President Moi and the Ku Klux Klan

Written by | Features

That time Moi thought the Ku Klux Klan was out to get him.

It started with a letter, a memo actually.

It was titled “MEMO: TO Klu (sic!) Klux Klan Members.” Its author was Kenneth A. Caswell of Foscoe Christian Church in North Carolina. The memo detailed a plan to help the apartheid government by overthrowing four Sub-Saharan African governments. On top of the list were the leaders of Kenya, Tanzania, Zimbabwe (misspelled Zibabwe), and Zambia.

To do this, the Klan would need to raise $80 million and “$1, 000, 000 for bribery-the only way things can be done in black Africa.”  The basic plan was “to begin with Kenya because this is where our interests are mostly at stake. Our folks there need money.” The operatives were, the memo read, seven missionaries who it then went ahead to name in the letter.

It then concluded, quite unimaginatively, “We have to move fast for white supremacy.” 

The full memo ran in all three major papers, and began one of the worst clusterfucks in Kenya’s diplomatic history. For whoever first received the letter, it must have looked like a scoop. It was a fantastic story. The Klan was reaching out far beyond North America, to help South Africa’s government survive by destabilising its closest enemies. Top of the list was Kenya, so this felt and smelt like a Kenyan story.

Kibaki, then the Vice President demanded that “Kenyans must expose fellow countrymen tempted to collaborate with evil foreigners in their machinations to destabilize the country.” Moi went even further and claimed the latest strike by the University of Nairobi had been caused by Afrikaners. Everyone was seeing boogeymen everywhere, and they were mostly racist enemies with a plan to harm the good government of Kenya.

The Standard, in what must now look like one of its most ridiculous editorials ever, confidently said that “This is not a scarecrow story or a shouting cry of Wolf!” which in fact, it was.

It also added “Neither is it a piece of disinformation,” which it was too. Actually, if they had bothered to really read the letter, they would have seen just how ridiculous it was.

But there was some context to the mood in the country at the time.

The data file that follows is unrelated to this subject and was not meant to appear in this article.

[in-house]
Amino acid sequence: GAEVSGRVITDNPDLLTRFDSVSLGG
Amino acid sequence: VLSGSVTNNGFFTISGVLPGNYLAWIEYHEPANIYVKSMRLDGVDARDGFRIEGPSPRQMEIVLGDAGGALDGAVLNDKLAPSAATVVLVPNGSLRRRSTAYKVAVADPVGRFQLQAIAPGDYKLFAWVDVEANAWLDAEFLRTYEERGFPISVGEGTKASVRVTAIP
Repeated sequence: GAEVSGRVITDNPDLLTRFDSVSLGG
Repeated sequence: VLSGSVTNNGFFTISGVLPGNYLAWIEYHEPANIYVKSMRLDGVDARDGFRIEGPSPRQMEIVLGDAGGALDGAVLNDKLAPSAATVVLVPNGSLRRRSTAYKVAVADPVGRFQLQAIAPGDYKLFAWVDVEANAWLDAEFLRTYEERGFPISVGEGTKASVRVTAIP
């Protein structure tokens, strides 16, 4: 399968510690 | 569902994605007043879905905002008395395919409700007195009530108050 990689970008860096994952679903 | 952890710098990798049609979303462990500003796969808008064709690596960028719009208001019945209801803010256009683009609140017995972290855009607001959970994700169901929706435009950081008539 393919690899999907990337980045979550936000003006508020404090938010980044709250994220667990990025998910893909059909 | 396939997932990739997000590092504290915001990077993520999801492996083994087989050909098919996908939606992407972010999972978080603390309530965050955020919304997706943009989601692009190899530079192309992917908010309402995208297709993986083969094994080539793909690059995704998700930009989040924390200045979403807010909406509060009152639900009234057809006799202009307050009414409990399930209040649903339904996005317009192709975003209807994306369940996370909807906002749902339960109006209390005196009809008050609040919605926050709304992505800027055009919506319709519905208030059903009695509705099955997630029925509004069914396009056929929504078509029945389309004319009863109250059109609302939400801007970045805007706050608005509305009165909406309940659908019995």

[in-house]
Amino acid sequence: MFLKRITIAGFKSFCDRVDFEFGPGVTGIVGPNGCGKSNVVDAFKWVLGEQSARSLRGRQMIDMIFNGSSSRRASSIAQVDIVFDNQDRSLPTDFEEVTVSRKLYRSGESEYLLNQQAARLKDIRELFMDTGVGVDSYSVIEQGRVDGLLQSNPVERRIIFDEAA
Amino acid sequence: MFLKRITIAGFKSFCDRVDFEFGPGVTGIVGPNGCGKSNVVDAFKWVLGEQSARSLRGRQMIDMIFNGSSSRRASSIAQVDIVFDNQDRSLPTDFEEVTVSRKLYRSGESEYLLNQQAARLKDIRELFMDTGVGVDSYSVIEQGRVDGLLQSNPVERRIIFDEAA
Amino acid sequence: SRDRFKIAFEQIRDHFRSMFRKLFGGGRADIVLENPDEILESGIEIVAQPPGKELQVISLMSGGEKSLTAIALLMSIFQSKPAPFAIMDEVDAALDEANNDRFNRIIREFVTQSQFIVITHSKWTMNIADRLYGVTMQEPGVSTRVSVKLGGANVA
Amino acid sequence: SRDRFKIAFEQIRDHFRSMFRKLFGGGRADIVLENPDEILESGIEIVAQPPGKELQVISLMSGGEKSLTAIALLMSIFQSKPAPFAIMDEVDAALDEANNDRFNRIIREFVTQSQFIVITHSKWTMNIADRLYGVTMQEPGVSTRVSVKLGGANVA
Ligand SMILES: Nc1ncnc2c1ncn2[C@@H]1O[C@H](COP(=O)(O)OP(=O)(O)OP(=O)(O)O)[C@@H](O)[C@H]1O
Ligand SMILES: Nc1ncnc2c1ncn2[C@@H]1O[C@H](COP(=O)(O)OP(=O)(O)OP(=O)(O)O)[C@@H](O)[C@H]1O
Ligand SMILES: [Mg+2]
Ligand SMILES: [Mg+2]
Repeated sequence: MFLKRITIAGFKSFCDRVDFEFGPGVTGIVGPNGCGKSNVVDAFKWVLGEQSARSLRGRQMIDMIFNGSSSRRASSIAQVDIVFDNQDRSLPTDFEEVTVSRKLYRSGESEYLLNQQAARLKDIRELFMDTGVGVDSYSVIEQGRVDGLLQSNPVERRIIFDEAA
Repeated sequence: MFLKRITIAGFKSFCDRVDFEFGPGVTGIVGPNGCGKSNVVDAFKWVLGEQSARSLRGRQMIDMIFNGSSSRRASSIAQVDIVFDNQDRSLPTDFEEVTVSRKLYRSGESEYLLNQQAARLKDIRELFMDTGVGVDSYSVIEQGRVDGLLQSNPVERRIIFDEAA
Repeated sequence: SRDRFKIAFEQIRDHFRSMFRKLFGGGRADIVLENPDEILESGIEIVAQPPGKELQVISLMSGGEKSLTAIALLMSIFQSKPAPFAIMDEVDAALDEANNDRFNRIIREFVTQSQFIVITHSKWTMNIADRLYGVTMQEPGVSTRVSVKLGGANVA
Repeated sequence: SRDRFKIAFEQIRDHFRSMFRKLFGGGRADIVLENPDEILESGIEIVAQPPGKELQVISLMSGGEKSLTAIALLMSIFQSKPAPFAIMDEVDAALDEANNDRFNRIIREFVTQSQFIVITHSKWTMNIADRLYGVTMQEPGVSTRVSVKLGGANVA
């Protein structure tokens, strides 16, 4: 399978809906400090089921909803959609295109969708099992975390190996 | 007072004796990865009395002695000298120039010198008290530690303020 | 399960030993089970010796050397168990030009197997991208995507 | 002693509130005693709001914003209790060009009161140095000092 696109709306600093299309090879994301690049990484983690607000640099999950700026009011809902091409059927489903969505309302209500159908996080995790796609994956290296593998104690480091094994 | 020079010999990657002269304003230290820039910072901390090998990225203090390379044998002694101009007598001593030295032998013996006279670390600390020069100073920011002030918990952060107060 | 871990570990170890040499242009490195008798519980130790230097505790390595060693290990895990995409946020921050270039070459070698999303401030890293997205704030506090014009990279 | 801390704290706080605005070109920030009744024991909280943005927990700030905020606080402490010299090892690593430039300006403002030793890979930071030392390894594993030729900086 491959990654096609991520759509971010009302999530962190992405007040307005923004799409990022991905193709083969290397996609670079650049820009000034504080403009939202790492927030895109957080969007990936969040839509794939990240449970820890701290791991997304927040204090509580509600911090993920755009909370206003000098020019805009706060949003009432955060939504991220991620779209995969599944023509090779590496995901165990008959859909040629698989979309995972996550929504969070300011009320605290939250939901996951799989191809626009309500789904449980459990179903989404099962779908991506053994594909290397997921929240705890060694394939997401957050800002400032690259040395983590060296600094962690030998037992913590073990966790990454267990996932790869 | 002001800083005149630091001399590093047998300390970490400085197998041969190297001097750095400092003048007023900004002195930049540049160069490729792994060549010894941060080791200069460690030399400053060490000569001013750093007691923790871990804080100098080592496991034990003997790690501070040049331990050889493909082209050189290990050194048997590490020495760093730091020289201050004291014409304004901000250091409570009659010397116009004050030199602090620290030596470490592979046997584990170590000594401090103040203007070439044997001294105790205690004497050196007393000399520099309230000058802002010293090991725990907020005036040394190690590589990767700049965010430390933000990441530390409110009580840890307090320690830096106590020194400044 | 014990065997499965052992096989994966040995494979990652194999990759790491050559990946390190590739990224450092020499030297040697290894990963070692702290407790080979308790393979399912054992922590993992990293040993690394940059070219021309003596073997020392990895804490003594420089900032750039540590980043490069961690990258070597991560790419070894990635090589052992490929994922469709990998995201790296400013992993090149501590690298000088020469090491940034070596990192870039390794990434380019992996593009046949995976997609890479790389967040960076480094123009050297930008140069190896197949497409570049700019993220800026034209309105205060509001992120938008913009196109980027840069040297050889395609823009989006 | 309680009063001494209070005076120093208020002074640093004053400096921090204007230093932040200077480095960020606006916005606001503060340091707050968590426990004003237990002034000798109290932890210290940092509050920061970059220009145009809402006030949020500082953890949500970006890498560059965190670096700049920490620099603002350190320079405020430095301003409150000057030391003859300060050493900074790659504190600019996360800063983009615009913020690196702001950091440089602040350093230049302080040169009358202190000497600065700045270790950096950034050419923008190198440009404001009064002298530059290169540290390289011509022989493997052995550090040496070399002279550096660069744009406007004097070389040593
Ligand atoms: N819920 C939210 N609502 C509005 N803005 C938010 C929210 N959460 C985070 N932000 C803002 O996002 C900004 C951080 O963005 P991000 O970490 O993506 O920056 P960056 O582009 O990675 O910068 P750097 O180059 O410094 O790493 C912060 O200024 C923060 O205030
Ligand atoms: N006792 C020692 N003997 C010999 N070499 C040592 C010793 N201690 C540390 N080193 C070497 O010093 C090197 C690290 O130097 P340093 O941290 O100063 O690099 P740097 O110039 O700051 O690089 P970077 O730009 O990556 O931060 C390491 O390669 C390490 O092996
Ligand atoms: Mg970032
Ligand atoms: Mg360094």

In 1986, Kenya arrested several American missionaries and charged them with sneaking weapons into the country. They had been arrested with “guns, uniforms, ammunition, and maps.” That by itself was scary, because Western governments had long used missionaries as spies, or spies as missionaries. But the guns Kenya found were actually pellet guns, and not even enough to destabilize a rat, and there was no ammunition. The maps that ‘infringed state security’ had been bought from a government store in Nairobi. The 500 uniforms were school uniforms imported from a church in Oregon. 

During the interrogation, one of the missionaries, Lyle Hutson, died of a heart attack.

Hutson’s death meant the story needed to die fast, and quietly. So it did. But then the Klan plot was ‘discovered’ and pasted on all the front pages in the country. This time for sure, the American missionaries had been caught red-handed in a racist plot.

But the letter was clearly a forgery. The US State Department said as much using words such as ‘absurd’ and ‘ridiculous’ which were, in this case, euphemisms for utter dumbassery.

When contacted, Caswell disowned the letter and explained that his church did not even have any missionary operations. His signature had been forged, and he didn’t even recognize the writing style. But the letter had been written on a paper with a letterhead from Caswell’s church. So who had written it, and why?

The man the Washington Post’s lens turned to was a Kenyan preacher, David MS Kimweli. Kimweli moved to the United States four years before the Klan story. He had a scholarship from the Johnson Bible College in Knoxville, Tennessee. 

After he was ordained, Kimweli roamed the American South introducing himself as the president of two churches. Both of them,the Kenya Christian Evangelistic Outreach Mission, and Reach and Touch Global Ministries, didn’t actually exist. He quoted their work in Kenya in his fundraisers, and managed to build quite a name for himself as a prolific preacher who wanted to help his people back home. His churches needed money, he said, and missionaries.